The deacon explains to the new guy that the one-month count starts from the first day of the three-day stay, not the last day. He whispers, “They can only remember to come on the same day each month.” Doesn’t he know that I can hear him and that this idiot is one of them? It doesn’t matter, though. As long as I get a bed.

Having cleared the front desk, some other jerk takes my bag after I pull out a couple of items that I need for the night. Then I’m probed by another with a hand-held metal detector. Next I’m pushed into a large community shower where ‘All must shower whether they need it or not,’ the sign says. Of course we all need showers. What are they thinking? All cleaned up, but still smelling funky in my dirty clothes, I am admitted to the dormitory where I must scramble to grab my favorite bed: I like the bed nearest the exit.

We’re allowed to lie in bed and read for two hours before lightsout. I have five books that I keep with me. I’m embarrassed to say that two are romance novels that I dug out of a dumpster of a library. I heard from one of the other guys that libraries toss them out regularly. They’re not very good, but it’s something to read when I’m bored. I ripped their covers off so that people won’t know what I’m reading. People don’t understand the choices that we have to make. I also have one of those little Gideon bibles. Some Christian gave it to me instead of the dollar I asked of him. I don’t like to read it too much: I don’t want to find joy in my hardship. One neat book that I have is a philosophy book. I bought it in a bookstore. Boy, that wasn’t an easy transaction. People always panic when we go into a store. They’re afraid that we might talk to them or use the bathroom. I like the book, though, because it makes me think. You have to keep the mind working or you’ll lose it out here. Besides, I sometimes like to imagine myself as a philosopher who walks the streets at night working through life’s mysteries, and it helps to have a prop.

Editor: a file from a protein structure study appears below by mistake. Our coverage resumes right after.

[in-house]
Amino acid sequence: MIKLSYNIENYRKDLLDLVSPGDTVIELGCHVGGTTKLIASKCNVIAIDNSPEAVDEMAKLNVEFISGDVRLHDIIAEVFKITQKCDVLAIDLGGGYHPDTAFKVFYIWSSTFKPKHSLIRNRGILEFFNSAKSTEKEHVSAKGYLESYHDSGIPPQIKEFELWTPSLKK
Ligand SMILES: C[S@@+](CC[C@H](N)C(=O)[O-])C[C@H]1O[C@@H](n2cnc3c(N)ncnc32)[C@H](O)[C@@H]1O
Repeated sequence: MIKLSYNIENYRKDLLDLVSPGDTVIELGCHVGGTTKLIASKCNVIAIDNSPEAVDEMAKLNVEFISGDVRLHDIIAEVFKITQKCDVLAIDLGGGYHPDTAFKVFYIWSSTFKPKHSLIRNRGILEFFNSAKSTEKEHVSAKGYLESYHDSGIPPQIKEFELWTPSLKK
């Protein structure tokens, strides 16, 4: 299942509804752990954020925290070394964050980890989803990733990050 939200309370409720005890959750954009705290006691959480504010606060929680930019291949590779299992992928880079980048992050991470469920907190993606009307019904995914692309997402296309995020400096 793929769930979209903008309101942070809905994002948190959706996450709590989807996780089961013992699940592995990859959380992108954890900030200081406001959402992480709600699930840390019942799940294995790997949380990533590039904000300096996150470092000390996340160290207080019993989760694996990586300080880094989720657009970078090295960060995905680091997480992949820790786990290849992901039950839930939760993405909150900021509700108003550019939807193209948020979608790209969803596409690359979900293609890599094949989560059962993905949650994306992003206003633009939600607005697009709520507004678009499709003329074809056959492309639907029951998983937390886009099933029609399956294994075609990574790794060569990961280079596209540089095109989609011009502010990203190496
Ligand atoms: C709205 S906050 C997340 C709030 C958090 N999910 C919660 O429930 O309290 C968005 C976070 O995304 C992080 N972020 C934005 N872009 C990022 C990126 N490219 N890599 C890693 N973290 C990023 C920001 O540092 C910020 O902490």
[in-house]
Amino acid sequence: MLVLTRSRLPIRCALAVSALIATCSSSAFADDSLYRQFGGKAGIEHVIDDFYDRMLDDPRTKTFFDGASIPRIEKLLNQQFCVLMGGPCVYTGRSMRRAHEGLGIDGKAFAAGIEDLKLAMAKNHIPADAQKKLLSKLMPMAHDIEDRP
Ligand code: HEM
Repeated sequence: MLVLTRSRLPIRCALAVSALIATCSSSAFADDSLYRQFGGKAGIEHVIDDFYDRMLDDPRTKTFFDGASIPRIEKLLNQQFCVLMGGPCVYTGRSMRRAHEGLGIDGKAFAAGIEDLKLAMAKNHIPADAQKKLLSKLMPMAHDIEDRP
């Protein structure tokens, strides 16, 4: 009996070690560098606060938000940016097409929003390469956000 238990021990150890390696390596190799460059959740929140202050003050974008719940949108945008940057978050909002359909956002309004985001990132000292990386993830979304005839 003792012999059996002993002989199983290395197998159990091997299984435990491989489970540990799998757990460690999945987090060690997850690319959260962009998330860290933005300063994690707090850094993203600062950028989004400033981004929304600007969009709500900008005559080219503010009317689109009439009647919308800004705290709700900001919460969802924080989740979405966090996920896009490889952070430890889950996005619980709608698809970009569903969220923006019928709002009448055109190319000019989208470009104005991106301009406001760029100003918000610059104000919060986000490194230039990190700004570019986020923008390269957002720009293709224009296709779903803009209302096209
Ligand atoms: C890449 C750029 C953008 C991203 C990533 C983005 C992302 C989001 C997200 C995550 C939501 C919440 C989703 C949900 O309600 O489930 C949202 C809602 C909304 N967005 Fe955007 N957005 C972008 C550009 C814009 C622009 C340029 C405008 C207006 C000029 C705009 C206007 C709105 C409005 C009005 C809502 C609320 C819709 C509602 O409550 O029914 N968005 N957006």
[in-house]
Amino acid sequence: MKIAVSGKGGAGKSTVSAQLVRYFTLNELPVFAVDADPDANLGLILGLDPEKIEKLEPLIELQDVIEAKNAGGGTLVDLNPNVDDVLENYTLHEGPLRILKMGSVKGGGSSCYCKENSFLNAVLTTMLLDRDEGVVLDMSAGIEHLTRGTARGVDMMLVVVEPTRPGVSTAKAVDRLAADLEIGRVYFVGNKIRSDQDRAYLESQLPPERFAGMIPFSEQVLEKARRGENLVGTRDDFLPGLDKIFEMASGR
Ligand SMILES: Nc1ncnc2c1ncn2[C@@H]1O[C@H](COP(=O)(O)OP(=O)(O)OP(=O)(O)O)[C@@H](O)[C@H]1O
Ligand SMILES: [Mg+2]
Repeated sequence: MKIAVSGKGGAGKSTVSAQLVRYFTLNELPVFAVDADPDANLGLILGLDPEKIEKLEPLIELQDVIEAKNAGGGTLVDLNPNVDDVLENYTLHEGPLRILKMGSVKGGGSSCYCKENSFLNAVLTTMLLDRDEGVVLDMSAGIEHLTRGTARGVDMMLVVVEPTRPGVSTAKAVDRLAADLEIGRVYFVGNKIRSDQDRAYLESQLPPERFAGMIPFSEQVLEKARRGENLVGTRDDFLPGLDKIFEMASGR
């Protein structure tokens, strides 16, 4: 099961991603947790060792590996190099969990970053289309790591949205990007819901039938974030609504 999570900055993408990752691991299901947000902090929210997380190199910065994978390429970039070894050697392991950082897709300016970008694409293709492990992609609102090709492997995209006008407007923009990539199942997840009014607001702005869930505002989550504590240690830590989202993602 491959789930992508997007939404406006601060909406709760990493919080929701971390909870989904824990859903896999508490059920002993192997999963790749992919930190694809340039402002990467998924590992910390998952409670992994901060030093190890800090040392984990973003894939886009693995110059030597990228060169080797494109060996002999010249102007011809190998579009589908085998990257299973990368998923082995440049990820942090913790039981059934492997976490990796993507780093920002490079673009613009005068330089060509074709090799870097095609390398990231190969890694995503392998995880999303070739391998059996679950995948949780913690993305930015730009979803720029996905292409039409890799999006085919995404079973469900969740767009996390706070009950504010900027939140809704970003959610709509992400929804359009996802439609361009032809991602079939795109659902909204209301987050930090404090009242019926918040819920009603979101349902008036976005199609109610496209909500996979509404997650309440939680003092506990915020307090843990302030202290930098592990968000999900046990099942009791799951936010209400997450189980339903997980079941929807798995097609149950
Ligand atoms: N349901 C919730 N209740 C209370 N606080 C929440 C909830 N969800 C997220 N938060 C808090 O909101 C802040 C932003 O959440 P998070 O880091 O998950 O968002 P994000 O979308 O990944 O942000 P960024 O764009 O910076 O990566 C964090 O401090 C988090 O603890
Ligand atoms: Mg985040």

As for the fifth book, I only read it once a month when it’s my birthday. It’s not a reading book really. It’s a picture book on animals. My dad bought it when I was a baby. He died when I was three of cancer, from smoking Lucky Strike cigarettes. I don’t remember much about him, but I remember him showing me this book when I was little. I think because of the colors, I particularly liked the bird pictures. So my dad always slowed down for those and told me stories about them. I don’t remember the stories, but I do remember the pictures and I remember how I felt lying in bed next to him as he showed them to me. I also remember my dad one day showing the book to his brother (my Uncle Clinton) at the dinner table. They were reading about the Tasmanian Devil and its fierceness. I remember my uncle seeming impressed. So now until the lights go off, I show my brothers here the pictures of the mammals and I tell them stories about them. Some guys make fun of me, but some will sit next to me on my bed and look with interest and are impressed. But when all the lights go off except the red exit sign over my bed, I hide under the covers and look at the pictures of the birds in the dim light until I drift off to sleep and dream of my dad.

Who am I? I am the least among you, but I do not feel first. When I was hungry, you did not feed me. When I was thirsty, you did not give me drink. I am the man you drive past, the man you walk briskly around, the one you avoid. I am the homeless.